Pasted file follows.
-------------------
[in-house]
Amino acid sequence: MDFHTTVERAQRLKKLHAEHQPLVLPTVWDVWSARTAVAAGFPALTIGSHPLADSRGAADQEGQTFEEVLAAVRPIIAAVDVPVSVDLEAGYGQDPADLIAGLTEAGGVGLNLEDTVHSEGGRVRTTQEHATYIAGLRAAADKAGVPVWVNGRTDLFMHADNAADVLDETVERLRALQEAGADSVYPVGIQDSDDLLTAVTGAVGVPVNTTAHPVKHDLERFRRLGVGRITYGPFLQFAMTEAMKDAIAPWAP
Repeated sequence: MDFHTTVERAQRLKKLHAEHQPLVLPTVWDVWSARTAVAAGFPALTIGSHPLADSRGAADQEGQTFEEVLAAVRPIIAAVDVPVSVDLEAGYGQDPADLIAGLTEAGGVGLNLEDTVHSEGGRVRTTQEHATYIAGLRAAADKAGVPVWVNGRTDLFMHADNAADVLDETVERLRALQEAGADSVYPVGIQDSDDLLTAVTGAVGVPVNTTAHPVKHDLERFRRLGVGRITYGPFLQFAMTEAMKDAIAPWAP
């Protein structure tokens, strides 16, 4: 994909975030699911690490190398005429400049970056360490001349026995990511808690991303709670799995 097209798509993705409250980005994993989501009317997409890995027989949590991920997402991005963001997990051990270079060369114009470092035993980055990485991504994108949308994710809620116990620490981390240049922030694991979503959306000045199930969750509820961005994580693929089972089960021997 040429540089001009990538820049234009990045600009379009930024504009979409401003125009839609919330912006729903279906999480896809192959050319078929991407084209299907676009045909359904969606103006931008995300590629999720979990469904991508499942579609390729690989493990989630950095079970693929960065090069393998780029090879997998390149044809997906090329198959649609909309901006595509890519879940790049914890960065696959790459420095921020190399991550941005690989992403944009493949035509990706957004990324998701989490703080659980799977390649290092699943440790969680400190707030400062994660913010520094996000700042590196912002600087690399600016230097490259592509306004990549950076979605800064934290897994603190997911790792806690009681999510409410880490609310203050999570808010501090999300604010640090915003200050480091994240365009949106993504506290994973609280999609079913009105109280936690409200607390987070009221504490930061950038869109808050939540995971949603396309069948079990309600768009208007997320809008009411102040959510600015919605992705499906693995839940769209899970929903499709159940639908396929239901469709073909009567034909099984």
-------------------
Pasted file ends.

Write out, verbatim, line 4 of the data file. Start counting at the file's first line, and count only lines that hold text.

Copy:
């Protein structure tokens, strides 16, 4: 994909975030699911690490190398005429400049970056360490001349026995990511808690991303709670799995 097209798509993705409250980005994993989501009317997409890995027989949590991920997402991005963001997990051990270079060369114009470092035993980055990485991504994108949308994710809620116990620490981390240049922030694991979503959306000045199930969750509820961005994580693929089972089960021997 040429540089001009990538820049234009990045600009379009930024504009979409401003125009839609919330912006729903279906999480896809192959050319078929991407084209299907676009045909359904969606103006931008995300590629999720979990469904991508499942579609390729690989493990989630950095079970693929960065090069393998780029090879997998390149044809997906090329198959649609909309901006595509890519879940790049914890960065696959790459420095921020190399991550941005690989992403944009493949035509990706957004990324998701989490703080659980799977390649290092699943440790969680400190707030400062994660913010520094996000700042590196912002600087690399600016230097490259592509306004990549950076979605800064934290897994603190997911790792806690009681999510409410880490609310203050999570808010501090999300604010640090915003200050480091994240365009949106993504506290994973609280999609079913009105109280936690409200607390987070009221504490930061950038869109808050939540995971949603396309069948079990309600768009208007997320809008009411102040959510600015919605992705499906693995839940769209899970929903499709159940639908396929239901469709073909009567034909099984």